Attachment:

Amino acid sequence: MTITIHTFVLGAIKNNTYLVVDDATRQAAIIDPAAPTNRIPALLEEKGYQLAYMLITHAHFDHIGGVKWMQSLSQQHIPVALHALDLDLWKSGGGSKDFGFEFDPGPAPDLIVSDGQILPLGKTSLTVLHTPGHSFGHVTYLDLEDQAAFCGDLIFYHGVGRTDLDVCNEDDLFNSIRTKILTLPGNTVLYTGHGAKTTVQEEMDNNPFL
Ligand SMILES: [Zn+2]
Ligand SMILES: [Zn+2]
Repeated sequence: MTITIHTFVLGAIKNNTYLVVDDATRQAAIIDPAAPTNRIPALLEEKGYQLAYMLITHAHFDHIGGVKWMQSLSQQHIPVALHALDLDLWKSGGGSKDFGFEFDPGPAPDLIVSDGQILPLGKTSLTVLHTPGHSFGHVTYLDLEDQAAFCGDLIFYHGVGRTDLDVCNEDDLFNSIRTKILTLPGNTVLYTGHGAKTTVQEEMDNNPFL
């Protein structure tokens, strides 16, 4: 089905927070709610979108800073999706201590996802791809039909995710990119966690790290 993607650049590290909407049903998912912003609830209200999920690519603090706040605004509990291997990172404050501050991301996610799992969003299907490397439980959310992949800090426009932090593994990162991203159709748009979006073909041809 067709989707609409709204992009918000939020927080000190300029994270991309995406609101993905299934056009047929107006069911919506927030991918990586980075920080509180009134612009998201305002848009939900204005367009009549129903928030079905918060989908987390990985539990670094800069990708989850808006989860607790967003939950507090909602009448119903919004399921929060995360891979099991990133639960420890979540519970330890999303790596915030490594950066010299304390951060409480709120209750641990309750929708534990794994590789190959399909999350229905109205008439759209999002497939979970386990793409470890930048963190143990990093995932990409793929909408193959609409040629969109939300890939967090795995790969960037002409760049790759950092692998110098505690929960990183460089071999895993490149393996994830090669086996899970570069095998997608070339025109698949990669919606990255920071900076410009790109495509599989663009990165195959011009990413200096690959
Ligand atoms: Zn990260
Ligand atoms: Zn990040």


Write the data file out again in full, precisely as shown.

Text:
Amino acid sequence: MTITIHTFVLGAIKNNTYLVVDDATRQAAIIDPAAPTNRIPALLEEKGYQLAYMLITHAHFDHIGGVKWMQSLSQQHIPVALHALDLDLWKSGGGSKDFGFEFDPGPAPDLIVSDGQILPLGKTSLTVLHTPGHSFGHVTYLDLEDQAAFCGDLIFYHGVGRTDLDVCNEDDLFNSIRTKILTLPGNTVLYTGHGAKTTVQEEMDNNPFL
Ligand SMILES: [Zn+2]
Ligand SMILES: [Zn+2]
Repeated sequence: MTITIHTFVLGAIKNNTYLVVDDATRQAAIIDPAAPTNRIPALLEEKGYQLAYMLITHAHFDHIGGVKWMQSLSQQHIPVALHALDLDLWKSGGGSKDFGFEFDPGPAPDLIVSDGQILPLGKTSLTVLHTPGHSFGHVTYLDLEDQAAFCGDLIFYHGVGRTDLDVCNEDDLFNSIRTKILTLPGNTVLYTGHGAKTTVQEEMDNNPFL
């Protein structure tokens, strides 16, 4: 089905927070709610979108800073999706201590996802791809039909995710990119966690790290 993607650049590290909407049903998912912003609830209200999920690519603090706040605004509990291997990172404050501050991301996610799992969003299907490397439980959310992949800090426009932090593994990162991203159709748009979006073909041809 067709989707609409709204992009918000939020927080000190300029994270991309995406609101993905299934056009047929107006069911919506927030991918990586980075920080509180009134612009998201305002848009939900204005367009009549129903928030079905918060989908987390990985539990670094800069990708989850808006989860607790967003939950507090909602009448119903919004399921929060995360891979099991990133639960420890979540519970330890999303790596915030490594950066010299304390951060409480709120209750641990309750929708534990794994590789190959399909999350229905109205008439759209999002497939979970386990793409470890930048963190143990990093995932990409793929909408193959609409040629969109939300890939967090795995790969960037002409760049790759950092692998110098505690929960990183460089071999895993490149393996994830090669086996899970570069095998997608070339025109698949990669919606990255920071900076410009790109495509599989663009990165195959011009990413200096690959
Ligand atoms: Zn990260
Ligand atoms: Zn990040």